Food revolution in Chinese army

Updated: 2007-10-05 11:54

BEIJING -- Captain Jia Jingwei keeps a much closer eye on his regiment's food costs since pork prices across China began soaring from 10 yuan (US$1.3) per kg in May to almost double.

Soldiers eat their meal at a restaurant in this undated file photo. [Xinhua]

"We don't have money to squander," says Jia, director of the supply section of an anti-aircraft regiment of the Beijing Garrison Command of the People's Liberation Army (PLA).

His 1,000 soldiers consume 125 kg of pork a day, which used to cost 1,250 yuan (US$164). Since the price hike, the daily cost of pork has risen by more than 1,100 yuan (US$144.7), equal to the daily subsidy for 100 personnel.

Even the prices offered by a slaughtering and processing plant that has a long-term meat supply contract with Jia's regiment went up.

"Without careful planning, it is difficult to get good food for only 11 yuan a man," says Feng Liang, director of the military supply division of the PLA's General Logistics Department, adding that an increase in food subsidies this year can ease the impact caused by the pork price hikes.

Feng says China's defense budget is relatively small both in terms of sums and per capita amounts.

"To ensure good meals we have to practice economy."

A Food Revolution

"Red rice, pumpkin soup, Dig wild vegetables as our food, "Commissioner Mao is with us, Every meal will be tasty."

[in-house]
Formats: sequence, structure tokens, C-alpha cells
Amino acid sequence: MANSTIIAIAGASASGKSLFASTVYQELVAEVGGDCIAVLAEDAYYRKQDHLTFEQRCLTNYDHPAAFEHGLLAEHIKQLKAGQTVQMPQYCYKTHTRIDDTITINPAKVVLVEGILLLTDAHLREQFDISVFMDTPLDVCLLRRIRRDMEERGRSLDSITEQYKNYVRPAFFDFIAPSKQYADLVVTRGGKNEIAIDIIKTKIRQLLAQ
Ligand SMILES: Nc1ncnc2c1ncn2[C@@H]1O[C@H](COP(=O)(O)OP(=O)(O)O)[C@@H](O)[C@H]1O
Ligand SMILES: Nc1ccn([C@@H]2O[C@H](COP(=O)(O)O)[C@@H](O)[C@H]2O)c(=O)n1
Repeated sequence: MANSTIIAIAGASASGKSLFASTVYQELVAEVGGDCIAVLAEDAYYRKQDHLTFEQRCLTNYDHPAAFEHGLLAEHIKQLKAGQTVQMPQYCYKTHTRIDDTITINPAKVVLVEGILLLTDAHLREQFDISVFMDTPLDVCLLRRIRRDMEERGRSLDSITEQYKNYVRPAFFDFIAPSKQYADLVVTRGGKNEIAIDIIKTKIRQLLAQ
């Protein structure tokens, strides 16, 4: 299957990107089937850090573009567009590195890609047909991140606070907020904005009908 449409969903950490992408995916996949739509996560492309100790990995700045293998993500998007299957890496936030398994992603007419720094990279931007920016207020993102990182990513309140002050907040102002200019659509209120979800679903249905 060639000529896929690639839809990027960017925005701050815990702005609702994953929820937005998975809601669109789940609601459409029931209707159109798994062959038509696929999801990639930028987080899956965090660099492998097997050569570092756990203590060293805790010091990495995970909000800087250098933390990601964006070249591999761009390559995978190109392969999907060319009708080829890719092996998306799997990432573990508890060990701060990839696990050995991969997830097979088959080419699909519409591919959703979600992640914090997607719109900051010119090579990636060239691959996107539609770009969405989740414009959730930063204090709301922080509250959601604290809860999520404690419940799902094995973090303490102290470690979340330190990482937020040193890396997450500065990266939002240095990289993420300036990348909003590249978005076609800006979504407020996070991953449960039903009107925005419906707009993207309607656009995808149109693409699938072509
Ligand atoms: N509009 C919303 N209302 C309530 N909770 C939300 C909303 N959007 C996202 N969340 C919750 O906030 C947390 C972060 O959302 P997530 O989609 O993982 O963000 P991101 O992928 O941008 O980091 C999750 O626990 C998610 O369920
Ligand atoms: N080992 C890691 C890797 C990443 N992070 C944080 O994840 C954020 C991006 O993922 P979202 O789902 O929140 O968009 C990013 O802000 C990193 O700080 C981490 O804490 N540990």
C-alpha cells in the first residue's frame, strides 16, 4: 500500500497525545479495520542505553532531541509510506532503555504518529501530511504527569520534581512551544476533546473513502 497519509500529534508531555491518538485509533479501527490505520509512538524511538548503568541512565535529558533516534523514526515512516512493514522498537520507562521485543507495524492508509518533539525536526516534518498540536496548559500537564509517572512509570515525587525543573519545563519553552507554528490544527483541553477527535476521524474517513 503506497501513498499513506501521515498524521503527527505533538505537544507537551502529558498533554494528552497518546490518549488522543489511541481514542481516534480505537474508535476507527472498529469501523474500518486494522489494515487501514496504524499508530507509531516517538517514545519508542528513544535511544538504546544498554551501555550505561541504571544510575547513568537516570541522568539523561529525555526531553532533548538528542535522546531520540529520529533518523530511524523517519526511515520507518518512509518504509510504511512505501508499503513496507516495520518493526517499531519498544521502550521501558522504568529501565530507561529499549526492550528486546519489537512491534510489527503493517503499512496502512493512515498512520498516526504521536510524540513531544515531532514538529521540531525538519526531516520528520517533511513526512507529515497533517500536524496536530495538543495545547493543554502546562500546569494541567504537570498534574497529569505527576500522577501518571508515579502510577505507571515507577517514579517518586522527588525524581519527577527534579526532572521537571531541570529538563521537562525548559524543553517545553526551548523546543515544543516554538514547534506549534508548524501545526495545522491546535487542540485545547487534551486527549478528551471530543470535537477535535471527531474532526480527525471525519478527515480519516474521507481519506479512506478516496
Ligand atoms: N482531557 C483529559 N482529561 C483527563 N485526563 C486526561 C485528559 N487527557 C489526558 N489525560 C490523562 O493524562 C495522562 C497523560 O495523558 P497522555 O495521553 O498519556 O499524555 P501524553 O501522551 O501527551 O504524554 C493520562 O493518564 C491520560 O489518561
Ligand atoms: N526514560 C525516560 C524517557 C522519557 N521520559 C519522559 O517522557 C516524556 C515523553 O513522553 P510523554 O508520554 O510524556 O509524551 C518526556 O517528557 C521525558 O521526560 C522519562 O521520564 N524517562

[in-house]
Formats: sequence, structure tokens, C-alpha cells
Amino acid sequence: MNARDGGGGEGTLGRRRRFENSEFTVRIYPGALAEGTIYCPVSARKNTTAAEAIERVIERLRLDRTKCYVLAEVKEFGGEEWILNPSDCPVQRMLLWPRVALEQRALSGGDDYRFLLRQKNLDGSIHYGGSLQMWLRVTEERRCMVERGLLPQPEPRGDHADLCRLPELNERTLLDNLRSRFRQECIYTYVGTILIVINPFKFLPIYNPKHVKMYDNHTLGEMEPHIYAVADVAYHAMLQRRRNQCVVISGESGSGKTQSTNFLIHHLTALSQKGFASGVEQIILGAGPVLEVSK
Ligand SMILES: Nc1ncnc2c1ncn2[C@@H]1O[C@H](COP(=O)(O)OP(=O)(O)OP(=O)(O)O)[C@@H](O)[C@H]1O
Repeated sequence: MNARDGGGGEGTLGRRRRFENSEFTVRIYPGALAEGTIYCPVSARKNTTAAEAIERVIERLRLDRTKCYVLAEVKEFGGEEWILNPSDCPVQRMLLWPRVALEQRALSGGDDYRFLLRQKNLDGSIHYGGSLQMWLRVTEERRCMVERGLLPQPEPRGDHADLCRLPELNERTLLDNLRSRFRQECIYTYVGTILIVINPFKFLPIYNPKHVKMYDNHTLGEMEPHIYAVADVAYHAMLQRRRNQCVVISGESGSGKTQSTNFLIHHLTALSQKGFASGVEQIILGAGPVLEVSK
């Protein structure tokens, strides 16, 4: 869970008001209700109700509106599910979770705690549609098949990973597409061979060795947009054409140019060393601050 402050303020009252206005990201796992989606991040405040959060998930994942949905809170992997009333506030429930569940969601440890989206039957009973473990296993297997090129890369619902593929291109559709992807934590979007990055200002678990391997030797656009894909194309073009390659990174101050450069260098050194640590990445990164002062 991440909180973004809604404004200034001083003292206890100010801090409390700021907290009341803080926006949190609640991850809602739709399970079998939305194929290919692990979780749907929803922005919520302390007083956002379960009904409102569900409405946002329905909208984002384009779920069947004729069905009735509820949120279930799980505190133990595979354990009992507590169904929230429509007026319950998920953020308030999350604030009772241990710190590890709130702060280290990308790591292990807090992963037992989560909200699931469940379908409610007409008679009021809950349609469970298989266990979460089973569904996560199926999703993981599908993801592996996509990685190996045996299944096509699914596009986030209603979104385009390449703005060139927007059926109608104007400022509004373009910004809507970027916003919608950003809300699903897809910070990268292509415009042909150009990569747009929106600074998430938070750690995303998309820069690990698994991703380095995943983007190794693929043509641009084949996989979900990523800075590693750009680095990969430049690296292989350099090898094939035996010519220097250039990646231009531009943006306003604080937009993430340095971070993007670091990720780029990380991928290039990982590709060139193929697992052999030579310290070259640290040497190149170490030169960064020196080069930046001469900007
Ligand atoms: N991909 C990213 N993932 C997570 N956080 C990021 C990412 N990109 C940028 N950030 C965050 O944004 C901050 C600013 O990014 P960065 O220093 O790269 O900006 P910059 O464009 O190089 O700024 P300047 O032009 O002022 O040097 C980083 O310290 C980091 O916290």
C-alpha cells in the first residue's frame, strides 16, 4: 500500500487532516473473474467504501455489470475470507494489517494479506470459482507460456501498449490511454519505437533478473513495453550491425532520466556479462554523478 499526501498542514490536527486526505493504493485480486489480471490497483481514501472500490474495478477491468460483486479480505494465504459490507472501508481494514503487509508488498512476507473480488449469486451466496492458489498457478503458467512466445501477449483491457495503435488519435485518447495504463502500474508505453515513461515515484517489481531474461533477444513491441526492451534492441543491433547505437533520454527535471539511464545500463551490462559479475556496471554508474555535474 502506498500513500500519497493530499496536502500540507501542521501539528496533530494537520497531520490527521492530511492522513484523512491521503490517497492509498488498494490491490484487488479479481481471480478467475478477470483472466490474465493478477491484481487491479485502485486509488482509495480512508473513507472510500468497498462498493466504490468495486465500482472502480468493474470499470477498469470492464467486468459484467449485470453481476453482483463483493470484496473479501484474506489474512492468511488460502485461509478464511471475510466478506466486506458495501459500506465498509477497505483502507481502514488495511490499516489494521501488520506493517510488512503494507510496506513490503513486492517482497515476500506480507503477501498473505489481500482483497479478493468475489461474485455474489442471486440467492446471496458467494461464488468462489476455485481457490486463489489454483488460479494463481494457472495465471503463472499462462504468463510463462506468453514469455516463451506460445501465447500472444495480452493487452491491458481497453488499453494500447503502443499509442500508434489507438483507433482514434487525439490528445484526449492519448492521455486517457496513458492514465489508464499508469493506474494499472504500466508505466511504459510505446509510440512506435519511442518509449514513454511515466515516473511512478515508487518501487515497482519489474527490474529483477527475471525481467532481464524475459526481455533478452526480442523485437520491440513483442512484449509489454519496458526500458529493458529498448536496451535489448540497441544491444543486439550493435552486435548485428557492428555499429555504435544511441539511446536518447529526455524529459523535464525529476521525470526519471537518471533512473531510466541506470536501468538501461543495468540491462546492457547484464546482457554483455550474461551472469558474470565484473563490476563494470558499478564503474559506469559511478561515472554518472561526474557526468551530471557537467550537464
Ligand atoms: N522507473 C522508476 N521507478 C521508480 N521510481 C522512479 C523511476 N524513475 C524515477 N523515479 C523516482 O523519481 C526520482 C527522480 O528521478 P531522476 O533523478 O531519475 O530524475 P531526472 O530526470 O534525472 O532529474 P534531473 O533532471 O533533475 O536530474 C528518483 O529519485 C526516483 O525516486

This couplet from the song "Commissioner Mao Is with Us" originated in the Jinggangshan Revolutionary Base in east China's Jiangxi Province where Mao Zedong, then an alternate member of the Political Bureau of the Communist Party of China (CPC) Central Committee, successfully led the Autumn Harvest Uprising in the Hunan-Jiangxi Border Region in 1927.

As one of the most popular "revolutionary songs" still sung today, it reflects the hardships the CPC-led Red Army in fighting the Kuomintang troop.

Red rice and pumpkin soup are local specialties in the Jinggang Mountains and a part of the visitor experience today.

The red rice, a coarse staple, was eaten without much seasoning in 1927, and the pumpkin soup was commonly described as "not revolutionary enough" as hunger usually returned very soon after its consumption.

Without a regular supply chain, the Red Army, later renamed the People's Liberation Army, drove back the invading Japanese army  and defeated the Kuomintang with its simple "xiaomi jia buqiang"  or "millet and rifle" approach.

Today's PLA has updated the refrain with "nutritious food and long-range missiles". Since 1978, China has increased military food subsidies 24 times.

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